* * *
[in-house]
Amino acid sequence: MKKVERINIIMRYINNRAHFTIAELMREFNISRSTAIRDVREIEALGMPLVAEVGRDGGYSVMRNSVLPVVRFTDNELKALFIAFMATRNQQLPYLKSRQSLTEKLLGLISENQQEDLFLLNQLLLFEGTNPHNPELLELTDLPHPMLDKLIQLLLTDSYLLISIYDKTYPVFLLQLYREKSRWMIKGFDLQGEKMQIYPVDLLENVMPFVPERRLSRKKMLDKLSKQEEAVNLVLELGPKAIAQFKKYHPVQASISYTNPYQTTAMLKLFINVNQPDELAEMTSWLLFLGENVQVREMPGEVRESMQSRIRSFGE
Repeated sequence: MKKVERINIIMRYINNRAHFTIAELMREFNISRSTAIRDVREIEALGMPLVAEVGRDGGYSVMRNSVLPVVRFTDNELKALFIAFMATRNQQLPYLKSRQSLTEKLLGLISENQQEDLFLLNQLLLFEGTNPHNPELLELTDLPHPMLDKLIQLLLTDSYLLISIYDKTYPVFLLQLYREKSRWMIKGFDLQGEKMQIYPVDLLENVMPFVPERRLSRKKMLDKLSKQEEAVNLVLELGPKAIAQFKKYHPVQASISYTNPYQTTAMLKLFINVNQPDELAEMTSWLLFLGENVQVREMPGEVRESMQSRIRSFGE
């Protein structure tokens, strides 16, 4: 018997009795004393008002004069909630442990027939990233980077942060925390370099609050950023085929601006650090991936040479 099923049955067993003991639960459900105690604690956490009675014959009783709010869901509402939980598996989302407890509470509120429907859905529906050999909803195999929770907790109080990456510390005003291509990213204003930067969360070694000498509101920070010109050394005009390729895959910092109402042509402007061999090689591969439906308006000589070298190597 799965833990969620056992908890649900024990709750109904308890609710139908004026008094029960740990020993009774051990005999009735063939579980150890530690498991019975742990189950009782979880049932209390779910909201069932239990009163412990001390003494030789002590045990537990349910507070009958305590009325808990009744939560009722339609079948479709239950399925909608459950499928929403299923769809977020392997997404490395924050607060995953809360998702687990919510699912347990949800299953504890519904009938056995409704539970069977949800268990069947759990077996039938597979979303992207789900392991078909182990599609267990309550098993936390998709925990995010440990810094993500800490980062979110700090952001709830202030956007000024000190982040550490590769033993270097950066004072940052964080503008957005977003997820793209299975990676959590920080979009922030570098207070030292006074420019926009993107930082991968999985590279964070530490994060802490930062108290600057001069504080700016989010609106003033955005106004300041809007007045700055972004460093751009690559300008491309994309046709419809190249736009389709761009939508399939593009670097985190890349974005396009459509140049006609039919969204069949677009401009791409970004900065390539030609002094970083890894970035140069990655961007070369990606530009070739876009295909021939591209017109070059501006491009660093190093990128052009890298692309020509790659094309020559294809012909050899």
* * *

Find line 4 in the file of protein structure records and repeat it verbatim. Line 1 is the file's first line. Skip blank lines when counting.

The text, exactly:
């Protein structure tokens, strides 16, 4: 018997009795004393008002004069909630442990027939990233980077942060925390370099609050950023085929601006650090991936040479 099923049955067993003991639960459900105690604690956490009675014959009783709010869901509402939980598996989302407890509470509120429907859905529906050999909803195999929770907790109080990456510390005003291509990213204003930067969360070694000498509101920070010109050394005009390729895959910092109402042509402007061999090689591969439906308006000589070298190597 799965833990969620056992908890649900024990709750109904308890609710139908004026008094029960740990020993009774051990005999009735063939579980150890530690498991019975742990189950009782979880049932209390779910909201069932239990009163412990001390003494030789002590045990537990349910507070009958305590009325808990009744939560009722339609079948479709239950399925909608459950499928929403299923769809977020392997997404490395924050607060995953809360998702687990919510699912347990949800299953504890519904009938056995409704539970069977949800268990069947759990077996039938597979979303992207789900392991078909182990599609267990309550098993936390998709925990995010440990810094993500800490980062979110700090952001709830202030956007000024000190982040550490590769033993270097950066004072940052964080503008957005977003997820793209299975990676959590920080979009922030570098207070030292006074420019926009993107930082991968999985590279964070530490994060802490930062108290600057001069504080700016989010609106003033955005106004300041809007007045700055972004460093751009690559300008491309994309046709419809190249736009389709761009939508399939593009670097985190890349974005396009459509140049006609039919969204069949677009401009791409970004900065390539030609002094970083890894970035140069990655961007070369990606530009070739876009295909021939591209017109070059501006491009660093190093990128052009890298692309020509790659094309020559294809012909050899």